The catchment area of the Trattnach is used intensively for agriculture: 45% of the catchment area is arable land, livestock farming also plays a major role (88 LU / km²). As a result, as well as industrial companies in the Grieskirchen area, the Trattnach is significantly polluted. It has water quality class II over long stretches , in the Grieskirchen area II to III (status 2007).
The Trattnach has relatively high water temperatures (around 16 ° C in summer), which are also due to human influence. The causes of the anthropogenically caused warming are probably the Leithen retention basin and the heavy construction with a lack of shade. The warming affects the fish population, especially the salmonids are negatively affected.
Especially after heavy rains, there were repeated floods through the Trattnach. For protection, a flood retention system was built in Leithen on the municipal boundary between Weibern and Geboltskirchen, which was put into operation in 1985. A swimming lake is separated from the actual flood retention basin by an intermediate dam. The lake has an area of 3 ha and a maximum depth of 4.5 m, the north bank is covered with reeds. In addition to bathing, it is also used for fishing and, in winter, if it is frozen over, for ice skating and curling. Despite nutrient input, especially during floods and the strong warming in summer, the water quality is classified as good.
Trattnachtal educational trail
The 2 km long Trattnachtal educational trail is located in Wallern an der Trattnach . Ecological contexts are explained on 22 display boards and the flora and fauna of the region are presented.
- Office of the Upper Austrian Provincial Government (ed.): Trattnach and Innbach, Investigations on Water Quality. Status 1992 - 1994. Water protection report 11/1995, Linz 1995 ( PDF (268.7 MB) on ZOBODAT ).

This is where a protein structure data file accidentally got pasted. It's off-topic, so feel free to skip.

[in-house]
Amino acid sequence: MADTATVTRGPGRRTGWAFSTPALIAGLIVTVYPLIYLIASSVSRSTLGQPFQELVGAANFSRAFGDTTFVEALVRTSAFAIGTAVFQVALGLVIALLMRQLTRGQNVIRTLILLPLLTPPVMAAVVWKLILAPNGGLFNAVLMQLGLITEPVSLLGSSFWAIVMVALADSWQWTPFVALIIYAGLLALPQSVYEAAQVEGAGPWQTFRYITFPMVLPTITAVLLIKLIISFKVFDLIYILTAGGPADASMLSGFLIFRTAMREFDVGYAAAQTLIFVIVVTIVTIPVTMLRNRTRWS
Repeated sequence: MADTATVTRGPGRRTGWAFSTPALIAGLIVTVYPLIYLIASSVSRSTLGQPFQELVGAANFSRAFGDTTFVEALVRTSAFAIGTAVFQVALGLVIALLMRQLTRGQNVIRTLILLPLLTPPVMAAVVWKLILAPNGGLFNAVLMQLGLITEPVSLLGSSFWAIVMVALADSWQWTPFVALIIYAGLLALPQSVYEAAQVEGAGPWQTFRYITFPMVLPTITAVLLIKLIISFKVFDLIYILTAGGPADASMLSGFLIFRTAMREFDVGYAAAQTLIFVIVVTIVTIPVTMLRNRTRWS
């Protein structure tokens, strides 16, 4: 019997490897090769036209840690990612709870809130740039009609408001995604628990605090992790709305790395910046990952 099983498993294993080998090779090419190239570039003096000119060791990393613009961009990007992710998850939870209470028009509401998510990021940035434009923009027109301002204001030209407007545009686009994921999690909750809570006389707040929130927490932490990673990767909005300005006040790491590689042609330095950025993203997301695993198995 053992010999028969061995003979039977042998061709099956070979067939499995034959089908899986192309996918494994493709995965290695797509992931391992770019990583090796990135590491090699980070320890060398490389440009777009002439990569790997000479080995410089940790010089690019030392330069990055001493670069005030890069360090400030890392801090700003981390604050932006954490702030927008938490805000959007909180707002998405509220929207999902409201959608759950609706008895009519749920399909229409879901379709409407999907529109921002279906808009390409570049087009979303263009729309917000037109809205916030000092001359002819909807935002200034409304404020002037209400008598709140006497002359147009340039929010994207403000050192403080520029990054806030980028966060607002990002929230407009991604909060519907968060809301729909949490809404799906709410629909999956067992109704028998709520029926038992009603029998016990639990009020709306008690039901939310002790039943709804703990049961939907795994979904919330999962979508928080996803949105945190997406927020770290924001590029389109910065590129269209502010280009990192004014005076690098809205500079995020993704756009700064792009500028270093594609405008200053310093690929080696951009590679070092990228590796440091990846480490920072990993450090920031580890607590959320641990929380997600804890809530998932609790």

- Federal Ministry for Agriculture, Forestry, Environment and Water Management (Ed.): Hydrographisches Jahrbuch von Österreich 2009. 117th Volume. Vienna 2011, PDF (12.1 MB) on bmlrt.gv.at (yearbook 2009)
- K. Schiffmann: Historical place names lexicon of the state of Upper Austria. Volume 3, Linz 1940; quoted in: Herbert Erich Baumert: The coats of arms of the cities, markets and communities of Upper Austria (4th supplement 1973-1976) In: Upper Austrian homeland sheets. Issue 1/2, 1977, p. 27 ( online (PDF) in the forum OoeGeschichte.at)
- Documentary d. L. whether d. Enns 8, 381 No. 385; Information from Richard Müller: New preparatory work on old Austrian place-names. In: Association for regional studies of Lower Austria and Vienna: Blätter , Volume 20, 1887, Chapter V. Singular names. 1.A.1. Parz bei Weibern and Trattnach im Innviertel , p. 153 (about the toponym Parz ; whole article 70–196; eReader archive.org ).
- Office of the Upper Austrian Provincial Government (ed.): Pollinger Ache and Enknach and summary of the results of the Inn and Hausruck districts and their comparison with the central area, investigations on water quality. Status 1992-1995. Water protection report 12/1995, Linz 1995 ( PDF (177.4 MB) on ZOBODAT ).
- Office of Upper Austria. State government: water quality maps
- H. Prinz et al .: Reaction of selected fish species to different water temperatures in Upper Austrian rivers , project report 2009 ( lfvooe.at PDF; 8.9 MB).
- C. Gumpinger, K. Berg & S. Höfler: Investigations into the temperature regime of the Trattnach (Upper Austria). Annual report on the first year of the study, March 1, 2008 to February 28, 2009. Wels 2009 ( Blattfisch.at ( memento of the original from April 8, 2014 in the Internet Archive ) Info: The archive link was inserted automatically and has not yet been checked. Please check the original - and archive link according to the instructions and then remove this note. PDF; 4.3 MB).
- Province of Upper Austria: Trattnachspeicher